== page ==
Have you ever wondered whether far away in “Google Land” there is a nerdy looking computer expert tracking your every move around the internet? Scary thought, but one that became a reality last week.
David Barksdale, site reliability engineer at Google has been given the boot after abusing his position by tapping into the voice phone logs, contact lists and chat transcripts of minors, he even went as far as unblocking himself after a teen account owner blocked him out. On one occasion he flaunted the name and address of a 15-year-old’s girlfriend after the teen refused to disclose her name.
David Barksdale – now ex- Google Site Reliability Engineer
Parents made complaints about the abuse and subsequently Google sacked the self proclaimed “hacker” after an internal investigation. In the wake of many a Google privacy complaint (see my Google Buzz article), this doesn’t bode well for the search giant.
But can we really blame Barksdale? For sure, tapping into minors accounts is weird – it should however be noted that Barksdale’s activities were never sexual in nature – but how many other Google engineers are having a sneak peak at you intimate surfing activity, wouldn’t you if your fingers were on the buttons? Giving technically gifted graduates such access to such powerful tools is surely asking for trouble.
The Google privacy debate isn’t something that is likely to go away any time soon. People are becoming increasingly uncomfortable with one of the largest corporations in the world having access to all we do online, and more. The fact that Google tracks browsing activity as default is enough to disturb me. Yet amidst all this fear of being watched by one big nanny state, search engine optimization consultants need Google to do what it does. Without the availability of user trends and behavioural statistics, much of the work search engine optimisation firms do would be nothing short of stabbing in the dark, so to speak, not to mention the fact that the quality of the ‘internet experience’ would rapidly decline.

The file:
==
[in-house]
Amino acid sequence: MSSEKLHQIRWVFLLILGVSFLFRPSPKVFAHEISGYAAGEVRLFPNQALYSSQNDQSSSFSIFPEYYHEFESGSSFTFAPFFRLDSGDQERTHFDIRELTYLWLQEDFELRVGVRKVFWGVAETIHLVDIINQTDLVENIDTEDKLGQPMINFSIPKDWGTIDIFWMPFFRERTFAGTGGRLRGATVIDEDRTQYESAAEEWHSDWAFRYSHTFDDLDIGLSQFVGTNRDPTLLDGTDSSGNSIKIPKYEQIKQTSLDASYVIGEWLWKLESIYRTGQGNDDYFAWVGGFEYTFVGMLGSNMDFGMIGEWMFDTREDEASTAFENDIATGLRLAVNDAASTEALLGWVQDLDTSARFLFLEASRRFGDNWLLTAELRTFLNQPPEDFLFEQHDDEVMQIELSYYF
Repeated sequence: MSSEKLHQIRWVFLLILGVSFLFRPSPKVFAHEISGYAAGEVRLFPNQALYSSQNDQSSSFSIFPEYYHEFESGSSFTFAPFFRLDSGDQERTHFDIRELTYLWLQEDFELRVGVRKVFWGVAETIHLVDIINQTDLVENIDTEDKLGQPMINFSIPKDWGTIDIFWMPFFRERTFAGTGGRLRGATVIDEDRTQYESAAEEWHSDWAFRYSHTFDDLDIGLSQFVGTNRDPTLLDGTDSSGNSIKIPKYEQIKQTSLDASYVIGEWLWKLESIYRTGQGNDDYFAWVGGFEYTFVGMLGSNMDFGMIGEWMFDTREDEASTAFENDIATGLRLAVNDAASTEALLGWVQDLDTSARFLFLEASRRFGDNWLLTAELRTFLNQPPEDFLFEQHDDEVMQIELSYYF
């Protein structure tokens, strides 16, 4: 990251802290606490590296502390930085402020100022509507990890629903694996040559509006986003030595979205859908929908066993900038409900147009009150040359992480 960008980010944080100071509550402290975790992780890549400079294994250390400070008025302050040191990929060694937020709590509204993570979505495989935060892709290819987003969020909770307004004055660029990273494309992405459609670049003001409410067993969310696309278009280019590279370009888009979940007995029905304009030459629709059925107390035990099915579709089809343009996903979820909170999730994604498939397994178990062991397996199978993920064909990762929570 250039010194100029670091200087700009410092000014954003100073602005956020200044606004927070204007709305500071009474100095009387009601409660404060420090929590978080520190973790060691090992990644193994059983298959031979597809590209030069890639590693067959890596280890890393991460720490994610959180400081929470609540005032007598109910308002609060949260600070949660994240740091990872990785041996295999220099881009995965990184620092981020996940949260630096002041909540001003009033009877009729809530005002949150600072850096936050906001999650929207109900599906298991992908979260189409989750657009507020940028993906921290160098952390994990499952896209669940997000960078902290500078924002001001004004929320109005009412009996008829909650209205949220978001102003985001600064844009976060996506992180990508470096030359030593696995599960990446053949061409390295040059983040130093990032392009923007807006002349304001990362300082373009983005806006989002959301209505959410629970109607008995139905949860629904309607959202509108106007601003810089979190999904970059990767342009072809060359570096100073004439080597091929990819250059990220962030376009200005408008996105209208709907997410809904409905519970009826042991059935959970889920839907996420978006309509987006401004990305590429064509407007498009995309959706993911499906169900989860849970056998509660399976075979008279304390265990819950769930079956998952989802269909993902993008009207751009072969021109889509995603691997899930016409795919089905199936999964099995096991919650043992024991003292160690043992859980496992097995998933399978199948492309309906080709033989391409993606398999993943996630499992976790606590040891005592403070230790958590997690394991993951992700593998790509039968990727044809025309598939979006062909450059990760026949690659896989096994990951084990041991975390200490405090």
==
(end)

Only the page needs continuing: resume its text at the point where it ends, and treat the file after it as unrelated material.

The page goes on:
Whilst people like David Barksdale are a worry, no one has been stalked dangerously by any Google employee to date. And potential stalkers don’t need to work at Google to be a threat; personal information is out there if you are astute enough and strange enough to want access.
And, as Bill Coughran, Google’s Senior Vice President of engineering points out:
“We dismissed David Barksdale for breaking Google’s strict internal privacy policies. We carefully control the number of employees who have access to our systems, and we regularly upgrade our security controls — for example, we are significantly increasing the amount of time we spend auditing our logs to ensure those controls are effective. That said, a limited number of people will always need to access these systems if we are to operate them properly — which is why we take any breach so seriously.”
It’s all well and good moaning about what Google know about us, but to have relevant content on demand, targeted advertising and quality search engine optimization consultants we need this big brother of ours!